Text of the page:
If you want to know more about Robert E. Lee, you can't do better than the abridged Pulitzer Prize-winning biography, Lee, by Douglas Southall Freeman, unless you're motivated enough to hunt down and read the entire original four volume series.

Sorry I've been away

BTW, my sincere apologies that my blog posts have become pretty infrequent of late, but I've been cranking hard on my third novel. Simon & Schuster's submission deadline is coming up soon and I've been spending my evenings working on that. So there won't be too many posts here until after the New Year, but hopefully the new book will be sufficient consolation when it comes out next May.

Amazon and Hachette cut a deal

Amazon and Hachette have finally negotiated a peace treaty to the war.

Hachette won an important victory on Thursday in its battle with Amazon: the ability to set its own prices for e-books, which it sees as critical to its survival. But even as the publisher and retailer announced a negotiated peace after sparring since January, hardly anyone seemed in the mood for celebratory fireworks. ...

And even if Amazon got less in the deal than it originally wanted, it still controls nearly half the book trade, an unprecedented level for one retailer. And the dispute showed it is not afraid to use its power to discourage sales.

I don't know the details, but it looks to me like the deal gets the major details right: Hachette gets to set prices for its own products, Amazon has to offer incentives to get lower prices. In other words, Amazon has to give up something to get something in return. That's the way any business transaction should work. If one party can get what it wants through threats alone, you don't have a commercial exchange -- you have extortion.

I don't know what the long term effects of the deal will be, but I'm thrilled that Amazon won't be able to force Hachette to lower prices just by threatening the publisher with oblivion.

Amazon's "Monopsony"

I almost never agree with Paul Krugman about anything when he's talking politics. But the man has a Nobel Prize in Economics, so when he talks about the institutional forces affecting commerce, I do at least pay attention.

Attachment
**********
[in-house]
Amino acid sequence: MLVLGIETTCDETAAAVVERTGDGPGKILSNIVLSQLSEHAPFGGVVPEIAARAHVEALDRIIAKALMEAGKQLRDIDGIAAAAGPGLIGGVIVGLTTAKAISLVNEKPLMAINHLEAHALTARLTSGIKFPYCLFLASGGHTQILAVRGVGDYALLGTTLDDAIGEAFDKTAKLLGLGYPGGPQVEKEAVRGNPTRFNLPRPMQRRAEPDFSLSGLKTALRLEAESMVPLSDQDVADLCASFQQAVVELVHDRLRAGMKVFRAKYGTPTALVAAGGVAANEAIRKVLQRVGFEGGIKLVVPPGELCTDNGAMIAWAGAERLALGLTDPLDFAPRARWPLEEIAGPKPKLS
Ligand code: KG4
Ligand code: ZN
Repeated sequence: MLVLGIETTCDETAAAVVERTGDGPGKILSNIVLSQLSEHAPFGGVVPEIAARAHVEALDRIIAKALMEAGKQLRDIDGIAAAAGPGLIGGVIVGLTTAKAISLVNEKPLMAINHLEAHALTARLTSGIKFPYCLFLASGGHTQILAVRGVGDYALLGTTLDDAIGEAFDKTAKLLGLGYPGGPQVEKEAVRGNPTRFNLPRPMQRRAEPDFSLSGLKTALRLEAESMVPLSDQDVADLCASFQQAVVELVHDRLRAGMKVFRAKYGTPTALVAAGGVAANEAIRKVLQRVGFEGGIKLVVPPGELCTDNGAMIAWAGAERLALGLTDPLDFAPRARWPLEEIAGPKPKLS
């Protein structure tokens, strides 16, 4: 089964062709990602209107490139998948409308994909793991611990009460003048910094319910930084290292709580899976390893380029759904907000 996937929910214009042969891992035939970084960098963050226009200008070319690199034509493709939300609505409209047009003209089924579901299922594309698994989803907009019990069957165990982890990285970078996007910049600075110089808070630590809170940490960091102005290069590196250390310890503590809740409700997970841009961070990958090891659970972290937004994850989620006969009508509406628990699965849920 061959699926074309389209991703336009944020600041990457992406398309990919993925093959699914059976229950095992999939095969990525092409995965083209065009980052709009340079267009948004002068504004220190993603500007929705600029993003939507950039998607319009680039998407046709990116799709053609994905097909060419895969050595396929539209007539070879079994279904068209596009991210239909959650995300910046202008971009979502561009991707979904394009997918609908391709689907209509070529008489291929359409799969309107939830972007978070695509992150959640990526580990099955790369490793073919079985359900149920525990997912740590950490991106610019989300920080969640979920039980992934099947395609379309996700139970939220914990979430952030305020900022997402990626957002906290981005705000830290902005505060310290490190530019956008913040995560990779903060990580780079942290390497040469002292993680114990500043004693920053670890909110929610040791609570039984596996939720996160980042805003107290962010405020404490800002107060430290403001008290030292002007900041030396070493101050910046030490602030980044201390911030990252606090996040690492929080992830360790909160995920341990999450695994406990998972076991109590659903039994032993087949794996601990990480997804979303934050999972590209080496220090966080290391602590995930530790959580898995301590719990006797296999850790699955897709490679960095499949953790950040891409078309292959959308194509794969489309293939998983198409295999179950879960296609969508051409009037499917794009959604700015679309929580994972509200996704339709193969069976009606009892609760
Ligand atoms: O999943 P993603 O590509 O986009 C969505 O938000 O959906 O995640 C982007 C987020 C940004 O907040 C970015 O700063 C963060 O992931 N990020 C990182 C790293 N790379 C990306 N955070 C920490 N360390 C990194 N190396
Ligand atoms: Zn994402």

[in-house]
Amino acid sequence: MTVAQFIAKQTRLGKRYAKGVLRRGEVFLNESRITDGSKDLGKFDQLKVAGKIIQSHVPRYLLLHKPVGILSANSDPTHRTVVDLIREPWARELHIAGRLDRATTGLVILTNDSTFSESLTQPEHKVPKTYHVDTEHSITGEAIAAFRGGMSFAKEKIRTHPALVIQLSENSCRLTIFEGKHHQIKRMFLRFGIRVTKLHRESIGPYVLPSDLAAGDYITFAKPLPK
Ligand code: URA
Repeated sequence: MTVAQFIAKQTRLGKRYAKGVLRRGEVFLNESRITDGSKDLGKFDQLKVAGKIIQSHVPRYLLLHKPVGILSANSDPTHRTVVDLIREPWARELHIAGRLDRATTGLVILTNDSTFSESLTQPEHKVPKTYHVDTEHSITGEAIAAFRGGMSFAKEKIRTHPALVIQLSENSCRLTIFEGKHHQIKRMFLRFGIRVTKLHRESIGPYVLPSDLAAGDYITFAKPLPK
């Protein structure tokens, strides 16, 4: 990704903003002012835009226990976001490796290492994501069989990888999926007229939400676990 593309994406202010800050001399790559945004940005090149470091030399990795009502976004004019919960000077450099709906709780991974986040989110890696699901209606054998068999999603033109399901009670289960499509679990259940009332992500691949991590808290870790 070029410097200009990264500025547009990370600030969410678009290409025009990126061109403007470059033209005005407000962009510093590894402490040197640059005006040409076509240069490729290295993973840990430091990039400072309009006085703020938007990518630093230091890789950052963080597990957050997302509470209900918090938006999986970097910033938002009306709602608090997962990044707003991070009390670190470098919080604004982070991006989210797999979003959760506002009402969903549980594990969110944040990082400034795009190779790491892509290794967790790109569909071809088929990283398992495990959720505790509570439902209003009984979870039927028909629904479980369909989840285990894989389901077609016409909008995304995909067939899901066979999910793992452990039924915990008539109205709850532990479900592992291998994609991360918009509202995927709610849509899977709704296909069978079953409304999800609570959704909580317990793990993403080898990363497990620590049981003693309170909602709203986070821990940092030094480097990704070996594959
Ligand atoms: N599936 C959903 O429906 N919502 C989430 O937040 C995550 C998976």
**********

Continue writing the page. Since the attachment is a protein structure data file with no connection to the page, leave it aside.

Krugman wrote an editorial for the New York Times on the Amazon-Hachette feud, and, wonders never cease, I agree with every word.

"So far Amazon has not tried to exploit consumers. In fact, it has systematically kept prices low, to reinforce its dominance. What it has done, instead, is use its market power to put a squeeze on publishers, in effect driving down the prices it pays for books — hence the fight with Hachette. In economics jargon, Amazon is not, at least so far, acting like a monopolist, a dominant seller with the power to raise prices. Instead, it is acting as a monopsonist, a dominant buyer with the power to push prices down.

And on that front its power is really immense — in fact, even greater than the market share numbers indicate. Book sales depend crucially on buzz and word of mouth (which is why authors are often sent on grueling book tours); you buy a book because you’ve heard about it, because other people are reading it, because it’s a topic of conversation, because it’s made the best-seller list. And what Amazon possesses is the power to kill the buzz. It’s definitely possible, with some extra effort, to buy a book you’ve heard about even if Amazon doesn’t carry it — but if Amazon doesn’t carry that book, you’re much less likely to hear about it in the first place."

Krugman does miss one crucial point, which surprises me given that it's a purely economic one. It's not just that Amazon can kill the buzz surrounding a new book. It's that driving product prices down constricts the ability to make profit, and most authors and publishers' already have very thin profit margins. In fact, most authors (myself included) don't make a living through writing. Writing is something we do on the side, either before or after our day jobs.

To be fair, Amazon has proposed a deal it claims will pay authors more; maybe so. But there's only so much profit to be squeezed out of a single copy of any book, so when Amazon tries to reduce the amount of profit-per-copy, somebody gets less. It's simple math, and you can bet Amazon doesn't want that "somebody" to be Amazon. So either authors will get even less money, or publishers will get less and then either publish fewer books by new authors or pay authors even less in advances and royalties. It's really that simple.